First year student tips

How to survive your first year of university

Author: Jenn McGarrigle

Student shares lessons learned from her first year

Kassandra Sime Duchesne arrived at Vancouver Island University excited to meet new people, try new things and live away from her family for the first time. The Recreation and Tourism student, who is from Fort Nelson, BC, was looking forward to spreading her wings and experiencing a different part of the world.

She has achieved her goal of making new friends, expanding her horizons and finding an educational program that’s a good fit for her. But there were a few lessons Kassandra learned the hard way after she arrived. Here are her tips to help others have a relatively bump-free first year.

 

Tour the campus

One easy way to get a bit more comfortable is to make sure you know where your classes are, says Kassandra. VIU’s Student Ambassador program offers tours year-round and in August every year, new students can participate in Summer Warm Up sessions – interactive tours that set students up with key items like their student ID, bus pass, student login to computers, parking pass and where to get textbooks.

“We will show you where all your classes will be, share our insights into VIU, answer any questions you have and point out some services you can take advantage of, like the Writing Centre,” she says.

 

Develop a budget

In her first year, Kassandra spent too much money on clothes and extra-curricular activities and was low on cash by exam time.

“It really sucked that last month when I had to live off Kraft dinner and Mr. Noodles,” she says. “For a lot of first-years, university is an adjustment. You’re going from being at home, where you don’t really have to budget, to buying food and paying rent for the first time.”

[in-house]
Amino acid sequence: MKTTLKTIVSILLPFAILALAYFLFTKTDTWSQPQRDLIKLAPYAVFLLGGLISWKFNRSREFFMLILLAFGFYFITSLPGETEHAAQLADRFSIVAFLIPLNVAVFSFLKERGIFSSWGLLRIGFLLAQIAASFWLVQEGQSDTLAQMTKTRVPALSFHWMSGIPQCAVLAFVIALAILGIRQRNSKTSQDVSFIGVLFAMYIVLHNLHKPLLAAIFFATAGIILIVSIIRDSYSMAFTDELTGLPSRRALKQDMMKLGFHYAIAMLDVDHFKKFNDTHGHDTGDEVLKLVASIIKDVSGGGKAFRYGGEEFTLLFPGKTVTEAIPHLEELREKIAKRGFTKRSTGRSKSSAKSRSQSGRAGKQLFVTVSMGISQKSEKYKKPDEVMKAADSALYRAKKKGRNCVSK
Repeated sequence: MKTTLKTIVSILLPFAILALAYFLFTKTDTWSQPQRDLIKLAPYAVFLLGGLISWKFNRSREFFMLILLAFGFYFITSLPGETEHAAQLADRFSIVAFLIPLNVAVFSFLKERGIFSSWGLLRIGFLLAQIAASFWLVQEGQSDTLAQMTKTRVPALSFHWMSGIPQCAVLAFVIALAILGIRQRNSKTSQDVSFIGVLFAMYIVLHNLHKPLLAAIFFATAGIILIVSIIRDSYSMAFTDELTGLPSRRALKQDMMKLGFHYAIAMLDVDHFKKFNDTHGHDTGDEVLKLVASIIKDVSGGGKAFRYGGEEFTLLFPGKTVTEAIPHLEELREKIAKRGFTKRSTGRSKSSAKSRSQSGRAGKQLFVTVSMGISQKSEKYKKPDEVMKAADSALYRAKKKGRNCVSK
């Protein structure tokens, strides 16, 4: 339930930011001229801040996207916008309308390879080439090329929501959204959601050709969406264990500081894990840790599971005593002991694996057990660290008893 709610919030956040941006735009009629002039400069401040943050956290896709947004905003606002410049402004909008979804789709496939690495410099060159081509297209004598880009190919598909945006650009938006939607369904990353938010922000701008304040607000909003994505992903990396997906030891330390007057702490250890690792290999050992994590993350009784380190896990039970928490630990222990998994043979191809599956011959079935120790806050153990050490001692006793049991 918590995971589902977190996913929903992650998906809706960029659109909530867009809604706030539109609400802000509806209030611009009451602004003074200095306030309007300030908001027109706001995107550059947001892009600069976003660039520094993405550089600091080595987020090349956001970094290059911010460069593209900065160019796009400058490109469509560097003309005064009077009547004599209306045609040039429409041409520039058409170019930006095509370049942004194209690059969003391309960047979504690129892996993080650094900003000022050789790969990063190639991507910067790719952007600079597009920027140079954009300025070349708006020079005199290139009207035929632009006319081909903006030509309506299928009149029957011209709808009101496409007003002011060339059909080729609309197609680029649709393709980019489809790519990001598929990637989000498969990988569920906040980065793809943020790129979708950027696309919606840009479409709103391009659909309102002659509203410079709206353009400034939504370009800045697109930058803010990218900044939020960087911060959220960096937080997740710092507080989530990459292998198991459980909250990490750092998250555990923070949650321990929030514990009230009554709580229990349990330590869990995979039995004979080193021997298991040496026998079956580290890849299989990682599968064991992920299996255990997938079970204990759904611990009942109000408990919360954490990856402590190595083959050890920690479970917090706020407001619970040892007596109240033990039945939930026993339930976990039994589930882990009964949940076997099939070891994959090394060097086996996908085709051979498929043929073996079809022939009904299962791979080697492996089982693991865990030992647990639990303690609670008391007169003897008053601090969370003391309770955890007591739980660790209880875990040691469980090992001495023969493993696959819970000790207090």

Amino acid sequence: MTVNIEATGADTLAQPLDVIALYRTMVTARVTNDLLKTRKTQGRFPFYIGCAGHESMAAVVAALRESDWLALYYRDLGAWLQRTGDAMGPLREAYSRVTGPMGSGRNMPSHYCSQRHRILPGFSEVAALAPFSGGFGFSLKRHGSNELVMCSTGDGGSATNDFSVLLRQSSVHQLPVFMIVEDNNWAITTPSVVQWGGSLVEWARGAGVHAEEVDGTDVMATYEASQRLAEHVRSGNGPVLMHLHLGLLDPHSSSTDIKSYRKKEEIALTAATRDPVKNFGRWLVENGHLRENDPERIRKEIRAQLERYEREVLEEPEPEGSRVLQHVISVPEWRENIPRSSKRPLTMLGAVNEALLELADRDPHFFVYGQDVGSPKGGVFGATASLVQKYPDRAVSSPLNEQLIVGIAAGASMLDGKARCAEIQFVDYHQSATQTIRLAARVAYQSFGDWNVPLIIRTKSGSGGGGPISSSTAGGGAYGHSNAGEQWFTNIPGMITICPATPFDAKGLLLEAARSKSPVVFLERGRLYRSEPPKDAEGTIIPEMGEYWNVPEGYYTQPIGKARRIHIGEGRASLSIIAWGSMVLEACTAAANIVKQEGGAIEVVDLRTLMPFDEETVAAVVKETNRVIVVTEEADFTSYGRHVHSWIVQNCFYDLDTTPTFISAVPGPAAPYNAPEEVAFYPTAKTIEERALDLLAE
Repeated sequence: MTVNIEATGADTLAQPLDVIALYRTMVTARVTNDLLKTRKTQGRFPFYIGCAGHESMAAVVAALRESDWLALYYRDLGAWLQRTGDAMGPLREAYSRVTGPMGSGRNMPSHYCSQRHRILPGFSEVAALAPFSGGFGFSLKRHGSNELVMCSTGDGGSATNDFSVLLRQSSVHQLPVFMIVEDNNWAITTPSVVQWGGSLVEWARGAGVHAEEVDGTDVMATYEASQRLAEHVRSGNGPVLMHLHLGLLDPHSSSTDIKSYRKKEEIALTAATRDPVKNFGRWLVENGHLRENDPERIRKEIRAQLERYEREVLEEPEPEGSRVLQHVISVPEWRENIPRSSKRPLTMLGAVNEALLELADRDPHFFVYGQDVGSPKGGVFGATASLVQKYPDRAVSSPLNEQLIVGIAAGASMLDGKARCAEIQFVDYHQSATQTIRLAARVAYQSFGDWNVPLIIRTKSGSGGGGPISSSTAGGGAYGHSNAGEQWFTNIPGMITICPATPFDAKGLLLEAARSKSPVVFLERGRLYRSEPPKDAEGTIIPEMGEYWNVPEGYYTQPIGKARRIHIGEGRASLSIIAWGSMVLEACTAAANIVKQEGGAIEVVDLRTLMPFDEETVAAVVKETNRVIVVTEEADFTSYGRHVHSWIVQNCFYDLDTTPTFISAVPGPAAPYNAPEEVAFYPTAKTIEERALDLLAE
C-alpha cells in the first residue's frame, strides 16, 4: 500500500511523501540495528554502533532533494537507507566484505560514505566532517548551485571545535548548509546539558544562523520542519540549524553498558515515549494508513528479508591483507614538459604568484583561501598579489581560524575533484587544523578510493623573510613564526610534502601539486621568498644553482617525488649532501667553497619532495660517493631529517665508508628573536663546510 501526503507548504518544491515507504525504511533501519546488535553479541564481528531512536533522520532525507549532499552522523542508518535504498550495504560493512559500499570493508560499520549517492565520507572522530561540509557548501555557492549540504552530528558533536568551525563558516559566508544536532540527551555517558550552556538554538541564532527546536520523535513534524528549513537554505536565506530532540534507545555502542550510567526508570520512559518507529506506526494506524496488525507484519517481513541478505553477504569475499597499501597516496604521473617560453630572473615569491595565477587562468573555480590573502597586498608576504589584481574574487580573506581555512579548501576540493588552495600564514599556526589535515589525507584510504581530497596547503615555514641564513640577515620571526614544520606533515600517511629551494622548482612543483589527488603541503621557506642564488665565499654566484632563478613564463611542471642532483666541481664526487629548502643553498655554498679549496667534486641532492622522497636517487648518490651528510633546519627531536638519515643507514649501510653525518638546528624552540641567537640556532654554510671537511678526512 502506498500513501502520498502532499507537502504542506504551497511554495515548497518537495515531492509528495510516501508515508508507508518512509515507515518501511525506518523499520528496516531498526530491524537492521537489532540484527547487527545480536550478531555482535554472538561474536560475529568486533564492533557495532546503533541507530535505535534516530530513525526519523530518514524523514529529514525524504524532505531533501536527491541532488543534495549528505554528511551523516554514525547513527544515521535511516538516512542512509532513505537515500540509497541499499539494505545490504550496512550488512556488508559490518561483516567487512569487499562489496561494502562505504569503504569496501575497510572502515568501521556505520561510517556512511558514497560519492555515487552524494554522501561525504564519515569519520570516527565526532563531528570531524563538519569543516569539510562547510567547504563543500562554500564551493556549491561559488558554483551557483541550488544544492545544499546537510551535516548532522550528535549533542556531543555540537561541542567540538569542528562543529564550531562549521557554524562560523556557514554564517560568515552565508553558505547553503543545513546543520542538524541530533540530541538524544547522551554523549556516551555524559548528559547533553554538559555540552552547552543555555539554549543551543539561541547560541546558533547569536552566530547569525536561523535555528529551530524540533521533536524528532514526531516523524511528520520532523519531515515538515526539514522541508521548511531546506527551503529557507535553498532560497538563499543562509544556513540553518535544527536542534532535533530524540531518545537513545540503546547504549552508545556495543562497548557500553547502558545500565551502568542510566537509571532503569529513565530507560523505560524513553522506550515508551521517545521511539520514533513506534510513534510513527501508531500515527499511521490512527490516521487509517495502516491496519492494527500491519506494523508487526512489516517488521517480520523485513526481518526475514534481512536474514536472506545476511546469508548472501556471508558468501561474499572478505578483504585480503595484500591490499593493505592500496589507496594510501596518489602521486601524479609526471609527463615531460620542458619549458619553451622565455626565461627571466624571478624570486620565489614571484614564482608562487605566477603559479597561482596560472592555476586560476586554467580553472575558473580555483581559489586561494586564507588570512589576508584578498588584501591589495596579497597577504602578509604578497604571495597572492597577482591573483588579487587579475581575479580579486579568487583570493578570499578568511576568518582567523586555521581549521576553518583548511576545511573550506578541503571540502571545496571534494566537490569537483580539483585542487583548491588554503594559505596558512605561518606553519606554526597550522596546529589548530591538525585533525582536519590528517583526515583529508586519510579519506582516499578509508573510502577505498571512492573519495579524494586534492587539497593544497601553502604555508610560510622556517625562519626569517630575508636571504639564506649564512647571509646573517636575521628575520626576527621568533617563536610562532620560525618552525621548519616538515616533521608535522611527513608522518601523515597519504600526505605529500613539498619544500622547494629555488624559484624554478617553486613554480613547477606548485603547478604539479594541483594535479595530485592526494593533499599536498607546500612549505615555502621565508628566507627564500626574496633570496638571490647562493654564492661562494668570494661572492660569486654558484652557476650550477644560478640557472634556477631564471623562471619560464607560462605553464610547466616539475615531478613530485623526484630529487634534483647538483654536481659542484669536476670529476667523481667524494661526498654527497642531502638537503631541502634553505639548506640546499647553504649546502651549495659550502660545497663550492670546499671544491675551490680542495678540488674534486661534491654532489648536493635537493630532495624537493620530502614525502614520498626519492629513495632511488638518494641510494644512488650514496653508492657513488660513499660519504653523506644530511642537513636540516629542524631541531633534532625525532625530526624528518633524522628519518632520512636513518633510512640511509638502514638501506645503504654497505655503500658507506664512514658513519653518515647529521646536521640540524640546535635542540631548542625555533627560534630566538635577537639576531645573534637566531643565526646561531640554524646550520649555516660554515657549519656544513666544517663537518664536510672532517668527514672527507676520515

To get you started, check out the worksheet on the Financial Aid & Awards office’s Budgeting Tips and Resources page.

 

Start preparing before your first class

Kassandra recommends reading course outlines thoroughly before classes start – sometimes profs ask that you have read some of the material before the first class – and checking out the Learning Matters site for tips on essay writing, conducting research, taking effective notes and much more.

 

Get more involved on campus

In Kassandra’s first year, she didn’t explore the many clubs and extra-curricular opportunities VIU has to offer, yet those are the things that have since helped her settle in and truly enjoy her university experience.

“If you’re new to the area and don’t have any friends yet, it helps you start to form a support group,” she says. “There’s lots of clubs attached to different programs, where you can meet other students in your program, get a sense of what your profs are looking for and trade textbooks.”

 

Take breaks when you need to

In Kassandra’s first year, things got busy and she stopped doing anything non-school-related.

“I stopped doing things that make me happy like going for a walk or baking – activities that help me de-stress,” she remembers. “The result was I had a mental breakdown and did poorly in my classes. I know a lot of students come into university and sacrifice most of their leisure time in their eagerness to do well. But you need to stay active, it can really help clear your head and make you a better student.”

 

Your first year of university is an exciting time, full of new adventures, new people and new experiences. Kassandra says the most important thing to remember is to reach out if you’re not sure about something.

“Don’t be afraid to ask someone for help. It can be really intimidating – you’re new and you don’t know anyone – but no one is going to get mad at you for asking something. People are generally really helpful here.”

 

 

 

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